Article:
I was asked this when my book on coeliac disease (or gluten intolerance) came out, by a potential reader who had the condition. She seemed offended, almost, that someone who wasn’t a coeliac sufferer, or a nutritionist, or a gastroenterologist, or a doctor or medic of any kind, and not even, say, a caterer with knowledge of special dietary requirements, but a mere plain old writer, could dare to assume enough expertise about such a niche subject to write a book on it.
I told them this. As someone with no personal knowledge of the condition and not qualified in any aspect of it, in order to write about the subject I was compelled to research it in great depth, from scratch, leaving few stones unturned. I interviewed people with gluten sensitivity, and I interviewed dietitians and other experts. Lots of them. This enabled me to build up a clear and broad spectrum of knowledge and information, from which I could draw in a balanced manner to write the book – one suitable for all readers.
A coeliac sufferer writing the book? There would be a risk that he or she would assume their experience of the disease was complete and representative of all others’ – and perhaps skimp on research. A specialist writing the book? There would be the chance of it being perhaps too ‘medical’ – not lay enough.
A writer writing the book? I can’t see an obvious disadvantage – as arrogant as that may sound. Without question, sufferers and medical experts have written great books about a wide range of health conditions (I have read many), but a writer can be objective in a way sufferers can’t, and clear in a way some specialists may not be able to manage – essential when writing consumer health guidebooks.
I don’t think my doubter was convinced, which I took as a failure of my powers of explanation.
‘How on earth can you write about childcare issues when you don’t have any children?’ I was once asked by a childcare expert I was interviewing for an article for a parenting magazine.
My response was similar: I interview parents, I interview parenting experts… but she was unsure too.
You see, it happens quite a bit.
It should start happening to you at some point. And I do mean ‘should’ not ‘might’ – because you should be writing about subjects which are perhaps outside your comfort zone. I see too many students stick safely to their pet subjects, and this is a bit like trying to learn to play tennis by only experimenting with and practising your favourite serves. No, no, no – you need to tackle volleys, drop shots, lobs, forehands and backhands as well. And if you want to write, you need to write all sorts of stuff for all sorts of markets.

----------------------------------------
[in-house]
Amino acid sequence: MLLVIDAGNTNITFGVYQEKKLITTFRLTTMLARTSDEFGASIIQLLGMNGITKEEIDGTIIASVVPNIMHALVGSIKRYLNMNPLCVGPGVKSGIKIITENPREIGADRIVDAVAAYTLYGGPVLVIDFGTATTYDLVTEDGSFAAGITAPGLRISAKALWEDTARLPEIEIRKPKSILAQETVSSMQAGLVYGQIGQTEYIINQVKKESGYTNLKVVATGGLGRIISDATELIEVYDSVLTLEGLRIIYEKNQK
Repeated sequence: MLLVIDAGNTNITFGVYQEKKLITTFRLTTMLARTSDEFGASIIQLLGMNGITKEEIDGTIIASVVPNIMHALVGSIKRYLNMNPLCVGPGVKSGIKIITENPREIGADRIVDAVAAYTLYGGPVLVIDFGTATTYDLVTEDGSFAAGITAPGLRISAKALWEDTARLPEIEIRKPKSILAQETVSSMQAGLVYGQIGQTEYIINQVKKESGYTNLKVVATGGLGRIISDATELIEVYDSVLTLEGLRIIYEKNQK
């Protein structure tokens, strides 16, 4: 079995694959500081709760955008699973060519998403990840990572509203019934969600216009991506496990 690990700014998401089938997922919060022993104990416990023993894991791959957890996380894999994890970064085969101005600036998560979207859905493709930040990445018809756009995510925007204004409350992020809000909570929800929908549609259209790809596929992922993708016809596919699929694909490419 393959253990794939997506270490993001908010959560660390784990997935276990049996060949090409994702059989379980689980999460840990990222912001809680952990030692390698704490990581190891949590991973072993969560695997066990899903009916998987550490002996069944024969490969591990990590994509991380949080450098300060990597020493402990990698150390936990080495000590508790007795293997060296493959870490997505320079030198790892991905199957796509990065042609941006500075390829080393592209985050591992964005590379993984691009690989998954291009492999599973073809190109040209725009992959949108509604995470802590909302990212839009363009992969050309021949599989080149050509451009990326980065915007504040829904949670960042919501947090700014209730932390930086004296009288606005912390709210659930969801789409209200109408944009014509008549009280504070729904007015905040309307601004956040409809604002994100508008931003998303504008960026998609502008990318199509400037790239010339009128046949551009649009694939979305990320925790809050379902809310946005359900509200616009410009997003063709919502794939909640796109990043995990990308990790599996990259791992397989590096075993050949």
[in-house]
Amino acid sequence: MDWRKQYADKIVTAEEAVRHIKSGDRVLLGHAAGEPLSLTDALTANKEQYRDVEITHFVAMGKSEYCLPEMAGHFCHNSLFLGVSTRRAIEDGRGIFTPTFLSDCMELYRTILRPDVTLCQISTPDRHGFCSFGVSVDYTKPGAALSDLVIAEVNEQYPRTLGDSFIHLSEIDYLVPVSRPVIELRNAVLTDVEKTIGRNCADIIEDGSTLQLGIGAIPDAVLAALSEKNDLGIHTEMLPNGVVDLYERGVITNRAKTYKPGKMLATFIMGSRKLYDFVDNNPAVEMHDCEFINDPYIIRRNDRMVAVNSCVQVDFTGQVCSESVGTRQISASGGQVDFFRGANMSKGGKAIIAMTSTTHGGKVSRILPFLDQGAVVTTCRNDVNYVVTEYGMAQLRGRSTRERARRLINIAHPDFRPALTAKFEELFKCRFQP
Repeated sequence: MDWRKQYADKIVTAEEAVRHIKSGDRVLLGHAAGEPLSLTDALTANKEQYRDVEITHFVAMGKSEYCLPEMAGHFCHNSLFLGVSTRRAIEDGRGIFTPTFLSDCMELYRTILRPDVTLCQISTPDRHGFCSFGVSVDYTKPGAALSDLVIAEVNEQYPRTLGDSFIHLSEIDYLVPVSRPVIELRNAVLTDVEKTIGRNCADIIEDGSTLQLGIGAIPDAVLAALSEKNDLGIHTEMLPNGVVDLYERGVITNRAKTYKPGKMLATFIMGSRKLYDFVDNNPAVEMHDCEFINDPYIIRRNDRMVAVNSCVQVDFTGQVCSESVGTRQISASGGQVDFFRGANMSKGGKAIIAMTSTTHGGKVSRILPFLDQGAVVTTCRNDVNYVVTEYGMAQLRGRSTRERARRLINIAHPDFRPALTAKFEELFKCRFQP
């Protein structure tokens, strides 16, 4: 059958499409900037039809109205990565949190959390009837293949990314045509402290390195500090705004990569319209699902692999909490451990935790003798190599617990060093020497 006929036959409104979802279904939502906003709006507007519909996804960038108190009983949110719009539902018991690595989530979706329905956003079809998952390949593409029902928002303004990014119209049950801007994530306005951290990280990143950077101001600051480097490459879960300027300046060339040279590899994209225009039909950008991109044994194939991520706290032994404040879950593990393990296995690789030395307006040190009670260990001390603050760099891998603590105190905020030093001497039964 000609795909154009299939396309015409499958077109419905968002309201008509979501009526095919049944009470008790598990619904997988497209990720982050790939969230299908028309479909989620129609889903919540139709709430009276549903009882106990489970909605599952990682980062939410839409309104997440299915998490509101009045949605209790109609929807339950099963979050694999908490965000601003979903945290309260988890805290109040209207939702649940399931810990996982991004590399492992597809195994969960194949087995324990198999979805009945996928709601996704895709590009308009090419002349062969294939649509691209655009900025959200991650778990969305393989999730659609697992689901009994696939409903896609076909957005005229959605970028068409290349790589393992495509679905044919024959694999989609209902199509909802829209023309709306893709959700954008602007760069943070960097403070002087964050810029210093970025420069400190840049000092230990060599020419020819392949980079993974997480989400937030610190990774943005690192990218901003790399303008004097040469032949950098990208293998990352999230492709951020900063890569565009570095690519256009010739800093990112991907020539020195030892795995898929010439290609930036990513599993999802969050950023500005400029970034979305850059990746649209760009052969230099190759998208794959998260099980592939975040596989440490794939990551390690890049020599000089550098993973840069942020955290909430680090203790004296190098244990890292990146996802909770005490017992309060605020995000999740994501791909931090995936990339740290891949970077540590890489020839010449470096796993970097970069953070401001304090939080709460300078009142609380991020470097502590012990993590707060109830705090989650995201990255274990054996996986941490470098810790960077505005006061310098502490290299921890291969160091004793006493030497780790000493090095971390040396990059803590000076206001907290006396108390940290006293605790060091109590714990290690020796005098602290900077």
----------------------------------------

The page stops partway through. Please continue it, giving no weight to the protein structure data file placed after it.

When writing for magazines and newspapers, you not only need to interview those experts I mentioned – but quote them too. Editors and readers expect this level of authority. They want to hear the words of specialists.
When writing books, I don’t think you do. At least, I didn’t – and I’ve written four books on food allergies and food intolerances in which I can’t recall quoting a soul. For some reason – perhaps one of you can tell me why – editors and readers seem quite happy for you to author as the expert, entirely in your voice. Perhaps because the reader assumes, what with you Being an Author and all, that you’re very, very trustworthy. Your name is on the cover. They believe you. You’re Important. Even if you’re not.
Anyway, my point: you should never think you do not have the right to write about everything. You do. The beauty of concrete, the mating rituals of elk, the history of Corsican monks, the psychology of singing in the bathroom, the people who drill holes in their heads (raises hand), the haunted hotels of Luton, the Copenhagen interpretation of quantum mechanics. Anything.
Never forget it. Nor doubt it. Never apologise for it. Know why you have the right. Explain it when questioned. Defend yourself when scoffed at. And never let it stop you.
What’s the subject most alien to you which you have written about? Or would like to write about but don’t feel you can?